8 So, for J. C. D. Clark, the hegemonic position of the Church of England within England in the long eighteenth century made England a ‘confessional state’: see his English Society, 1660–1832: Religion, Ideology and Politics during the Ancient Regime, and edn (Cambridge, 2000); idem, ‘England’s Ancien Regime as a Confessional State’, Albion 21 (1989), 450–74. For its contrasting position in New England, see Bell, James B., The Imperial Origins of the King’s Church in Early America, 1607–1783 (Basingstoke, 2004);CrossRefGoogle Scholar Doll, Peter M., Revolution, Religion, and National Identity: Imperial Anglicanism in British North America, 1745–1795 (Madison, NJ, 2000).Google Scholar

9 For an example of the ‘new’ Atlantic historiography, see David Armitage and Michael Braddick, eds, The British Atlantic World, 1500–1800 (Basingstoke, 2002). In general, these studies tend to emphasize the similarities rather than the differences between the British and North American contexts, but clearly for the Church of England the environment in which it operated, in particular in New England, was very different from the Old English context.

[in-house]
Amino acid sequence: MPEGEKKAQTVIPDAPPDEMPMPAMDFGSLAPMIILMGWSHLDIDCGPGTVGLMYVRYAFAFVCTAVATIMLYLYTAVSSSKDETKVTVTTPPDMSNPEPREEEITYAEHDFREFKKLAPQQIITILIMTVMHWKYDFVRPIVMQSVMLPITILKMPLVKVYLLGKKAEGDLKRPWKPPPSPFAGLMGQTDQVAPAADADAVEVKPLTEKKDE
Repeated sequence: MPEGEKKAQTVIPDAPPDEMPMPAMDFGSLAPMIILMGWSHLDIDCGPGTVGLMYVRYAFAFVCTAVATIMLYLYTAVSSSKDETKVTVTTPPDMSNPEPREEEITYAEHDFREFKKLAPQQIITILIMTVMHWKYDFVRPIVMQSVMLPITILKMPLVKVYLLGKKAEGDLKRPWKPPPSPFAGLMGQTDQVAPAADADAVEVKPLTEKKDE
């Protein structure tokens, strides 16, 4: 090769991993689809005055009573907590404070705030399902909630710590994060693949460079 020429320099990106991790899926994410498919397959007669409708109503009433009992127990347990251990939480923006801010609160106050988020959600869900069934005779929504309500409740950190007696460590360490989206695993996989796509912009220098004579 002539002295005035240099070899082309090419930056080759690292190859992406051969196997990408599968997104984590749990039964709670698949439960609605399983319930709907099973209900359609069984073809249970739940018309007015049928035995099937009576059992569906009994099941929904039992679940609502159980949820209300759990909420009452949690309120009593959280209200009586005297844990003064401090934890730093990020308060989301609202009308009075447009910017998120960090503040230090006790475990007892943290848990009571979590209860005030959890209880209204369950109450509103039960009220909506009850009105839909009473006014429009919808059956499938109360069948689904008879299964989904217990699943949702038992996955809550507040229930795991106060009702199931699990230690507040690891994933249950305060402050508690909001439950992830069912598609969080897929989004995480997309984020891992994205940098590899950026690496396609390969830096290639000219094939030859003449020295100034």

10 The figure is taken from information about the names of the missionaries in the annual ‘Abstract of the Proceedings of the Society’ for the year 1769–70, printed as an appendix to Keppel, Frederick, A sermon preached before the Incorporated Society for the Propagation of the Gospel in Foreign Parts; at their anniversary meeting in the Parish Church of St Mary Le Bow, on Friday 16 February 1770 (London, 1770), 911.Google Scholar

11 See Rhoden, Nancy L., Revolutionary Anglicanism: The Colonial Church of England Clergy during the American Revolution (Basingstoke, 1999).CrossRefGoogle Scholar